Archaeologists working near the Stonehenge World Heritage Site have discovered important new sites that rewrite the Stonehenge landscape. Some sites predate the construction of Stonehenge itself. The remains, found at Larkhill and Bulford, were unearthed during excavations ahead of the construction of new Army Service Family Accommodation.
The dig at Larkhill has found remains of a Neolithic causewayed enclosure – a major ceremonial gathering place some 200 m in diameter, and dating from around 3650 BC has been found. About 70 enclosures of this type are known across England, although this is only the second discovery in the Stonehenge landscape, with the other further to the north at Robin Hood’s Ball on the Salisbury Plain Training Area. In Wessex they occur on hilltops and along with long barrows are some of the earliest built structures in the British landscape. They were used for temporary settlement, as ceremonial gathering places, to manage and exchange animals, including the first domesticated cattle and sheep and for ritual activity, and disposal of the dead including by exposure.
The Larkhill enclosure has produced freshly broken pottery, dumps of worked flint and even a large stone saddle quern used to turn grain into flour. The Neolithic period saw the first use of domesticated crops and this find provides evidence of this. Early farming would have caused significant localised change across the landscape as small fields were created for the first time. Human skull fragments were also found in the ditch, probably reflecting ceremonial practices and religious belief.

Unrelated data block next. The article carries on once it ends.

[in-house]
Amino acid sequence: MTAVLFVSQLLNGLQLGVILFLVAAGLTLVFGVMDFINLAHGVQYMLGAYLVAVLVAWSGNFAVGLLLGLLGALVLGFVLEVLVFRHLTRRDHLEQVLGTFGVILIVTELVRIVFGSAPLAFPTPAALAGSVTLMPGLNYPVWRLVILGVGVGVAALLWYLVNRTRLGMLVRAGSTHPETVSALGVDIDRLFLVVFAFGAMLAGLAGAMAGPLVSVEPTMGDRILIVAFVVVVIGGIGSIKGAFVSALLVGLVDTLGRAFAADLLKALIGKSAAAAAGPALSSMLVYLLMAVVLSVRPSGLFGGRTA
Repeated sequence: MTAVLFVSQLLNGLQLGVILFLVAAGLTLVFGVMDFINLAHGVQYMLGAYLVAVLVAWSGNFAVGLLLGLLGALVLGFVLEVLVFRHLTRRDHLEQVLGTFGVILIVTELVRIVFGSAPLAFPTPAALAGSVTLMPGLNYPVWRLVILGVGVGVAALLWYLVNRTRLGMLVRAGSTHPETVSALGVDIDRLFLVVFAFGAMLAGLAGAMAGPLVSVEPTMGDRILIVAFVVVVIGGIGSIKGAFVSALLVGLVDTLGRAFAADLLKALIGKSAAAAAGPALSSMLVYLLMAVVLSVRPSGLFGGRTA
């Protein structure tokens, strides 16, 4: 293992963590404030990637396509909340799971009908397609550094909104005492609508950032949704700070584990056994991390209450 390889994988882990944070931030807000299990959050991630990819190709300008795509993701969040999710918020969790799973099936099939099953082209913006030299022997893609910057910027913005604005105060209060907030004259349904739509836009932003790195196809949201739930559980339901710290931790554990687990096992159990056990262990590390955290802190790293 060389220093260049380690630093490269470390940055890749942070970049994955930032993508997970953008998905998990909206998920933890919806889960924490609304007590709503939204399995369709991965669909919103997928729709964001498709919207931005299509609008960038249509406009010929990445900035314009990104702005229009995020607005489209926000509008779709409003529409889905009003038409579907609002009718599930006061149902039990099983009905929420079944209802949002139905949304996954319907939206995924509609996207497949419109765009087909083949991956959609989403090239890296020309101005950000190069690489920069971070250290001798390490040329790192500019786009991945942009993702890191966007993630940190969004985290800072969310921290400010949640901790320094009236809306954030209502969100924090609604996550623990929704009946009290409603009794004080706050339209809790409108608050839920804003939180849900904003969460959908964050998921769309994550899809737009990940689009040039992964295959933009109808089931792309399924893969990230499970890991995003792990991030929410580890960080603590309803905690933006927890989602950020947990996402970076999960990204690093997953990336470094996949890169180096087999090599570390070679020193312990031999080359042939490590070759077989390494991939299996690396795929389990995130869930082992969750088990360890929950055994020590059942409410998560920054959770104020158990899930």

|Around 300 feet (100 metres) of the ditches have been excavated so far. The researchers found evidence
of cattle bones, ceramic dishes and human remains [Credit: Wessex Archaeology]
The Larkhill causewayed enclosure is around 700 years older than Stonehenge, and is part of a landscape that included long barrows and cursus monuments. Long barrows may have served as markers within the landscape, often commanding key positions that overlooked areas of downland and only occasionally containing burials. Cursus monuments are possible processional ways, one of which known as the `Lesser Cursus` appears to align on the new enclosure at Larkhill. The Greater Cursus, an earthwork nearly 3 km in length, is the longest structure. It connects and divides parts of the landscape, and separates the Larkhill causewayed enclosure from the place that became Stonehenge. The eastern end of the cursus terminates just short of the large Amesbury 42 long barrow.
The people who built the causewayed enclosure are the ancestors of the builders of Stonehenge and were shaping the landscape into which the stone circle was placed. Their work shows that this was a special landscape even before Stonehenge was constructed. People were already living and working within what we now call the Stonehenge landscape and they were building the structures that would culminate in the Stonehenge complex of stones and earthworks. The Larkhill site shows that they had the social organisation necessary to come together to build significant earthworks and the resources to support the work, as well as the people to carry it out. The offerings in the ditches also show the rich religious life they had created.